Not much happens at Avenue Z and Bedford at 1 p.m. on a Monday in early August. It was one of the few hot days of the summer, so even if folks were around, they were probably inside (or at the beach). But the brick row homes at the bottom-of-the-alphabet avenues are lovingly attended, the planters on the porches tidy, the American flags crisp and clean. I was certain that at the other end of my walk, I would find something other than such orderliness. “Bedford Beach” knows no shame, and even less decency.
Dissension is far from the norm in Sheepshead Bay, though. A mural on the handball court at Avenue X loudly trumpets God and country, with a giant American flag, NYPD and NYFD logos, and the names of fallen heroes asking that “God Bless America” while commemorating 9/11. At the Galapo Playground at Avenue U, a tall black man in a suit appears to be a politician reaching out to seniors in an election season. A father with his child on the playground wonders why I am taking notes, and so do I.
Once past Kings Highway, so little happens that I long for the comparative dynamism of Sheepshead Bay. Entirely residential along Bedford, neither Midwood nor East Midwood offer a reason to visit in any season of the year. But between Avenues I and H lies Brooklyn College, a beautiful campus that perenially inspires the life of the mind. And on the other side of it, the beat picks up, and you’d better be on your toes. Ba-dum-bump.
Shortly past Flatbush, a black woman helps two West Indian men prepare for their immigration exam. Together they sing, “Oh say, can you see…”,then she asks, “It’s called the Star ?” Just past the handsome art deco Sears, I buy a bottle of water from a street vendor; it’s hot, and I have been walking for several miles now. As I continue up Bedford, I’m soaked with sweat, causing a Caribbean man roughly my age to advise me, “Take your time, boy. Take your time.” It is sage advice.
Around Midwood Street in Lefferts Gardens, a man so hairy that not even Malcolm Gladwell could explain his predicament asks me for directions. I am in the shadow of Ebbets Field, the housing projects that replaced the fabled ballpark. But soon I’m walking behind someone wearing a Yankees 44 jersey, evincing nostalgia for a different era and a different borough. A few months prior I had almost moved to a grand old building near Ebbets in Crown Heights, only to be outbid by someone paying all cash. In retrospect, I am quite happy that my deal fell through, because nostalgia always has a price.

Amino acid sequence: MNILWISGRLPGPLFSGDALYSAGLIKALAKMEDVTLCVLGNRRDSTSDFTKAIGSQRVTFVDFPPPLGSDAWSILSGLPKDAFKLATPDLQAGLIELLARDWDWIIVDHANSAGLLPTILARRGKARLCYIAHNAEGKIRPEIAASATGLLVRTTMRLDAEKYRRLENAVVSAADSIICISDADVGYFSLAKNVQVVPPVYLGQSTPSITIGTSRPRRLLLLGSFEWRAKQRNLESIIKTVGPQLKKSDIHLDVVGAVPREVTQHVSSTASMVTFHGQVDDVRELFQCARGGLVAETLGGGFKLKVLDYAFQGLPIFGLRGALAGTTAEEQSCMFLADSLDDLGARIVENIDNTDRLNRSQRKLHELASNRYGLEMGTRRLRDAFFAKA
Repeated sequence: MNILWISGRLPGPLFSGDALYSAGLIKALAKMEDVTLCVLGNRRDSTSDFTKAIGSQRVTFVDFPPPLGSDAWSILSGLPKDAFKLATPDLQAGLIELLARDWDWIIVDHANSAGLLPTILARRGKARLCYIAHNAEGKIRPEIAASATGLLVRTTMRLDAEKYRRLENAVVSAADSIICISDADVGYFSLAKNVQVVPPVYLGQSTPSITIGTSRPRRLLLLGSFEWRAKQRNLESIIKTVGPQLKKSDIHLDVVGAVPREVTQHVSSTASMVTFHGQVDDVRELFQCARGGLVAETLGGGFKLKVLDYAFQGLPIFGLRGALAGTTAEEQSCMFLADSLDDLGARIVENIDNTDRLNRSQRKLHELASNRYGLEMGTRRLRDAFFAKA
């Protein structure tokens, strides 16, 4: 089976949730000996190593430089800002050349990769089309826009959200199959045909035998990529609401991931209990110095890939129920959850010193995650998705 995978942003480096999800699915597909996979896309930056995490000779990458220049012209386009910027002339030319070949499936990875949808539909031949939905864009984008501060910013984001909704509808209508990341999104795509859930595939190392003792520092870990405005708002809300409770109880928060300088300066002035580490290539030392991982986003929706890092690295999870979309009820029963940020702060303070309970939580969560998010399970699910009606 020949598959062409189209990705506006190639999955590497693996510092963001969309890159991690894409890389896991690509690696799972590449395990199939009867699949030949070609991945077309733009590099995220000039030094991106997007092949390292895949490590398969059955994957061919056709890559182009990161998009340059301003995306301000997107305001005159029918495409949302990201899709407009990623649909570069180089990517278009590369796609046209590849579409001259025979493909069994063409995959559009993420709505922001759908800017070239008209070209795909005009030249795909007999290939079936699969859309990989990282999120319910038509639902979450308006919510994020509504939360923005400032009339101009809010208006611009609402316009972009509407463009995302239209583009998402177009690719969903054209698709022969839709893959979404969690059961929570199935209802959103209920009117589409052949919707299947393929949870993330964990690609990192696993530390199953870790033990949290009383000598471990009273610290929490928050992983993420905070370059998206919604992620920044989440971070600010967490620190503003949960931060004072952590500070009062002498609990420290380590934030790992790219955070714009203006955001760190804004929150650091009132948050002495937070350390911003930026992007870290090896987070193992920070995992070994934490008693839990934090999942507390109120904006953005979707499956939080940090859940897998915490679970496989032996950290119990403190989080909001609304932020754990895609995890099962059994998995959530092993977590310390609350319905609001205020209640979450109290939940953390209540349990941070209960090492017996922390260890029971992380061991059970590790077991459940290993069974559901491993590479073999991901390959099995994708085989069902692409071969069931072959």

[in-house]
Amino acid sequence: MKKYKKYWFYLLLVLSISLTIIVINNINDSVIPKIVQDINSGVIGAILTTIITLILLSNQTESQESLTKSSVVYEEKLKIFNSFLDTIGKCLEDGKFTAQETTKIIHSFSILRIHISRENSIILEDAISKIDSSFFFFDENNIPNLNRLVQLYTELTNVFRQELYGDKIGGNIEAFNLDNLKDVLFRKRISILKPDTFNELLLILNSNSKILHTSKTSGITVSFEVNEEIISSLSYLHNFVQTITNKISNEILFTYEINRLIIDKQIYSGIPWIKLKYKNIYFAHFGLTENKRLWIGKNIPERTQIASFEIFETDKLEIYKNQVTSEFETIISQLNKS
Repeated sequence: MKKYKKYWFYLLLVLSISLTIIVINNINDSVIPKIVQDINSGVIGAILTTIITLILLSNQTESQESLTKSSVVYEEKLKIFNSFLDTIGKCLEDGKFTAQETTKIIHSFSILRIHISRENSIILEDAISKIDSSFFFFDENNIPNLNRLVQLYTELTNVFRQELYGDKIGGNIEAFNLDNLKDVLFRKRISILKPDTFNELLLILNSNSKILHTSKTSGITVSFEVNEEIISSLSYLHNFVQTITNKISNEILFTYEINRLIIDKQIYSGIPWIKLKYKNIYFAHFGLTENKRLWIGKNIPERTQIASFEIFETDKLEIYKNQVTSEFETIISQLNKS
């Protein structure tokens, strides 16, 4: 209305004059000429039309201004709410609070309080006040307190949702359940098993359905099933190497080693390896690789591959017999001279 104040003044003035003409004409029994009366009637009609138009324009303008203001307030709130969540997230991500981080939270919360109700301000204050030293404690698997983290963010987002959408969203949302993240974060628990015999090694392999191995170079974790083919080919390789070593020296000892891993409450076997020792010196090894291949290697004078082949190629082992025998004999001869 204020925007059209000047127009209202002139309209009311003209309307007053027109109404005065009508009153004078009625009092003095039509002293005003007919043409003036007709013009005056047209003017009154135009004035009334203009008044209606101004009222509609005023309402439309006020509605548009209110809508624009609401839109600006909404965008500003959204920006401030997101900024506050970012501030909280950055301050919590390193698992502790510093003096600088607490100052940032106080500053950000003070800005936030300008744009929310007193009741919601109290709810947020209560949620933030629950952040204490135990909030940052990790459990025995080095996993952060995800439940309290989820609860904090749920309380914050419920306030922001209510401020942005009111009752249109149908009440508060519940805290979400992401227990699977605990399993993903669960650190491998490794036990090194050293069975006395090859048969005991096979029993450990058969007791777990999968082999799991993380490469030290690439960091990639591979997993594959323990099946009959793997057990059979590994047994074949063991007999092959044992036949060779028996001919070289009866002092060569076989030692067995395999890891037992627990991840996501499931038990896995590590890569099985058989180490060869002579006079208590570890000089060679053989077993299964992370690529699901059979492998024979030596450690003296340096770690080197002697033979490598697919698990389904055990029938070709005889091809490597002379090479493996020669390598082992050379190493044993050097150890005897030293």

At Eastern Parkway, I meet up with Donald, the Rail’s fiction editor. We walk the rest of the way, through Bed-Stuy and South Williamsburg to Hipsterlandia. Our small talk switches quickly from Thomas Pynchon’s latest novel, Inherent Vice, to the vicissititudes of the real estate market. Bed-Stuy brings a preview of the empty condos we will find at the top of Bedford. In the former Soviet Union, they still refer to the architecture of certain periods by the name of the era’s ruler—e.g. “Khruschevs.” I think it’s time we started doing the same here. And “Bloombergs” are everywhere in North Brooklyn.
It is now the day before Halloween, and I’m sitting at my kitchen counter in Sunset Park. The smell of burning incense from the storefront Buddhist Temple next door wafts into my window; out back I see a stately Norway Spruce, a reminder that the neighborhood was once dominated by Scandinavian immigrants. My co-op, in fact, was built by Finns. Now the area is home to mostly Chinese immigrants on one side and Mexican and Central American newcomers on the other. Such a demographic mix, you might say, is the future.
As for me, I’ve left the land of oysters and hanger steaks for the terrain of savory tacos and Bánh mì. Here there are tree-lined blocks and modest brownstones, with only an occasional Bloomberg to be found. Yes, there will be nights when I’ll miss living around the corner from Pete’s, but Hipsterlandia will do just fine in my absence. I’ll gladly no longer be an aging crank going on about how the neighborhood used to be.
Sunset Park surely will change in the coming years, especially since it was recently rezoned. At a mid-October community board meeting, most folks seemed pleased with the outcome, particularly since it established “contextual zoning” provisions. Upon ratification, Brooklyn’s top cheerleader for development stated that the rezoning would “help encourage properly-scaled new development.” Moreover, “Every effort [will] be made to ensure that the magnificent park views of Upper New York Bay and Manhattan are preserved,” vowed the borough president.
After what I witnessed in my former hood, I think that I’m entitled to have my doubts.
To be continued…over the next eleven years.